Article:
street dogs

20140217-191138.jpgFrom street art to street dogs, that’s how far this challenge has taken me so far.

Don’t worry, I doubt you’ll see “street people” make it on to the list, or even “street food” for that matter, but don’t get me started on THAT subject!

There are street dogs all over Santiago, and the rest of Chile for that matter. It’s obviously not good that the situation exists, a result of poor pet ownership, abandonment, and a lack of desexing, among other things. Still, I think it’s preferable to see these dogs living on the street, where they at least have a life and a possibility to be adopted, fed or cared for. In Australia, the situation is “sterilized”, removed from our sensitive view, with hundreds of thousands of dogs needlessly put down each year while people go on living their merry lives, happily oblivious to the problem.

Here, the problem is under your nose and many a kind hearted samaritan will take a lucky street dog (or more) into their home. I heard a story from a Chilean friend just today about how he took a street dog into his home who has now assimilated with his other two dogs and is very much a happy, well-adjusted, and very grateful and loving, member of the family.

It’s probably just as well I live in an apartment, otherwise I may have a small collection by now!

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The street dogs themselves are generally harmless, and happy to go about their lives without too much bother. They sleep wherever they want, whenever they want, and people seem to move around them without giving it a second thought.  I have often had to double-check to make sure a dog is sleeping and not, well, the unmentionable other alternative.

Stay still too long though, and somebody just may put a price tag on you at the flea market!  (In fun, of course)

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They are often looked after by the general public, with food and water bowls randomly left around, and even kennels left in Parque Forestal for them.  In winter, I’ve even seen street dogs wearing little furry coats that someone has bought for them.  People buy them “sopapillas” from street vendors, and generally the markets and the rubbish bins are popular feeding spots for them.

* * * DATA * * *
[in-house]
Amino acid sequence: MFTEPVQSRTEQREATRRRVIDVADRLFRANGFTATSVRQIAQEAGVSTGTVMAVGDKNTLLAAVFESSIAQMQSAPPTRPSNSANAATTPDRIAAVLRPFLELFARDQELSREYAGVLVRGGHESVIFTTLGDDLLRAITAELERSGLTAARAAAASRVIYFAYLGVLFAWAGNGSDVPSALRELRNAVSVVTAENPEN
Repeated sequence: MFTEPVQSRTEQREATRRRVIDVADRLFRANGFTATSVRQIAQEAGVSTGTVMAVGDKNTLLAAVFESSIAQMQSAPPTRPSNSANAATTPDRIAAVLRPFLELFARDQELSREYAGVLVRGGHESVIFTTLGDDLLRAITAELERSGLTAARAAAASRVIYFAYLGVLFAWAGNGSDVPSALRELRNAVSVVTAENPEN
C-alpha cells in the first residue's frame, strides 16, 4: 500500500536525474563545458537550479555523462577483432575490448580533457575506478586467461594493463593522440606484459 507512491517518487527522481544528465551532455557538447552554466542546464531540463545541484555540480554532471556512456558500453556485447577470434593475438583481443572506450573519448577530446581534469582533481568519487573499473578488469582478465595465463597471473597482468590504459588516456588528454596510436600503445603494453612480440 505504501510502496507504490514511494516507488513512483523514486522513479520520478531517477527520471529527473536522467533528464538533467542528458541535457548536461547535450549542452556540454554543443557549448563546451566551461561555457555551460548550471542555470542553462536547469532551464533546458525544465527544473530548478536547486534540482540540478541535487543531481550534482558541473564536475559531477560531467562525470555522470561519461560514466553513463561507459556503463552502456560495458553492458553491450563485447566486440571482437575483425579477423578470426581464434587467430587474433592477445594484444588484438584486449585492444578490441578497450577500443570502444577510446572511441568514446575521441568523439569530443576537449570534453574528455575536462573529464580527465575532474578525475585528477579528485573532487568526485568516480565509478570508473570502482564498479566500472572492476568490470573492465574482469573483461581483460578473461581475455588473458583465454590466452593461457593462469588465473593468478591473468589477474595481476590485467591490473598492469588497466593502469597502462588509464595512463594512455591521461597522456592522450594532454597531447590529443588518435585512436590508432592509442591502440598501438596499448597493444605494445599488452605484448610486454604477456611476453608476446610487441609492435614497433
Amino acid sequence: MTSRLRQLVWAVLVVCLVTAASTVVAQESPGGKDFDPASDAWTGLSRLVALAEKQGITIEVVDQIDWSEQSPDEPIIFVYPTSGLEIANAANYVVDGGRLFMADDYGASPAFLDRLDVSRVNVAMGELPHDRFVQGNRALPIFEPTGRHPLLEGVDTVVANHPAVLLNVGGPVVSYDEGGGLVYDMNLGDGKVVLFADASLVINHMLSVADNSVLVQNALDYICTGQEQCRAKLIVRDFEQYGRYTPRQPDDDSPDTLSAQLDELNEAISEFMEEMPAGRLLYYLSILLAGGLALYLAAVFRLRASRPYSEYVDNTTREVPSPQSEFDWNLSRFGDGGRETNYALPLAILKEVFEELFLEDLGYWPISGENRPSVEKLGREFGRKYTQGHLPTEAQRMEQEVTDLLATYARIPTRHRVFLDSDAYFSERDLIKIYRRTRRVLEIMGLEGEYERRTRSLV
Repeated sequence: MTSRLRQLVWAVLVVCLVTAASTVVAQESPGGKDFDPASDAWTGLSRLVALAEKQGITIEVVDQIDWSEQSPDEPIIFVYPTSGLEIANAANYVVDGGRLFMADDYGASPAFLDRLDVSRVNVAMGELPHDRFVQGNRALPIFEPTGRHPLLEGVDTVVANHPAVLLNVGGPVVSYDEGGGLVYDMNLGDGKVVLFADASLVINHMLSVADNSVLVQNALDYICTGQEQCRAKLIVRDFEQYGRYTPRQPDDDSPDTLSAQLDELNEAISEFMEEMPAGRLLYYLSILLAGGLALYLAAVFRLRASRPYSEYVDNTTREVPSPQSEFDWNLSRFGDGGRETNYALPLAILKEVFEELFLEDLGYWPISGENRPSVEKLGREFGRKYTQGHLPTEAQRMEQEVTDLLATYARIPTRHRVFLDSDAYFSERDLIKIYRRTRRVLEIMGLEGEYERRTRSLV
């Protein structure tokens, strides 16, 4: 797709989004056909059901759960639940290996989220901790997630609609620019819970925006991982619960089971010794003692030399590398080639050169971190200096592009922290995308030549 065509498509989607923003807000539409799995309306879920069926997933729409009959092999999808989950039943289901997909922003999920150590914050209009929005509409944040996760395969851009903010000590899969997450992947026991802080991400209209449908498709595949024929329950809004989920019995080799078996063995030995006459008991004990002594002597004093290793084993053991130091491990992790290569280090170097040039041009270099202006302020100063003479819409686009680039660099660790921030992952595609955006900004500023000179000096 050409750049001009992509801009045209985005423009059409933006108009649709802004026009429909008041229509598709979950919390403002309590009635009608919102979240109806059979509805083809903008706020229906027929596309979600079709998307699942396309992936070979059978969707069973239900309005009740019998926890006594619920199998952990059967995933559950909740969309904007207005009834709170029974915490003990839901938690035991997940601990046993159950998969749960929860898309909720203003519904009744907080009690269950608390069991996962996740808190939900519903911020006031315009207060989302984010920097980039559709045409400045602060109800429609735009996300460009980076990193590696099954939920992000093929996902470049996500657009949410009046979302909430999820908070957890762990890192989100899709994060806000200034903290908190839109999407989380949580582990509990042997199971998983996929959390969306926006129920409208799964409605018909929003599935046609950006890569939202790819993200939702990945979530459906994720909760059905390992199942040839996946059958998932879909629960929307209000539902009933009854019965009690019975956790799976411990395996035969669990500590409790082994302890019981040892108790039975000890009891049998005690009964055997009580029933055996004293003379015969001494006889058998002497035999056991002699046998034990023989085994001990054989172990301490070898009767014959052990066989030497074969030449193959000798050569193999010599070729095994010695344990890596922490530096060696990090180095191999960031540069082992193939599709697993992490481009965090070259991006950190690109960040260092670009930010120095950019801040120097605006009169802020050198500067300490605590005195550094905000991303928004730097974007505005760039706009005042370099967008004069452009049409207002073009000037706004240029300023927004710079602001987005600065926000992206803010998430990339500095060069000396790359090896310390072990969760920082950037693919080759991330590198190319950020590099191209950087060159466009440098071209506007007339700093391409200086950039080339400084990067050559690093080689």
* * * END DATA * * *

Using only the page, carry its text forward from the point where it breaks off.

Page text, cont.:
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Give one a friendly sideways glance at the traffic light and you may find yourself with a new best friend, trotting along beside you for a few blocks, until they get distracted by a potential food source or another dog.

They are often at San Cristobal in the mornings, happy to find company (dog or human) and take their morning exercise climbing the hill.  Last weekend, a lovely black mutt followed me up the hill, unfortunately after being kicked at by a less-friendly human who didn’t want her walking within two feet of her.

20140217-191239.jpgThis beautiful girl “adopted” us during a picnic in the park recently, patiently and peacefully waiting with big pleading eyes, knowing that she would receive a payoff of leftover scraps at the end of our meal. (She didn’t like the camera flash though!)

I know that there are a lot of people who have, or have had, problems with street dogs, like incessant barking at night or, worse, attacks or bites. I know there is a LOT that can be done to improve the situation, starting with education around responsible pet ownership and desexing.

I also know that there are many times when the antics, or just the presence, of a street dog has brought a smile to my face, and that’s why they make my list of things that I love about living in Chile.

Want to see more of Chile’s street dogs?  Check out this fantastic video, an initiative by two Chilean college students to raise awareness to their plight.

And, or course, if you have room in your home and heart to responsibly take in a dog, go ahead, it could change your life.

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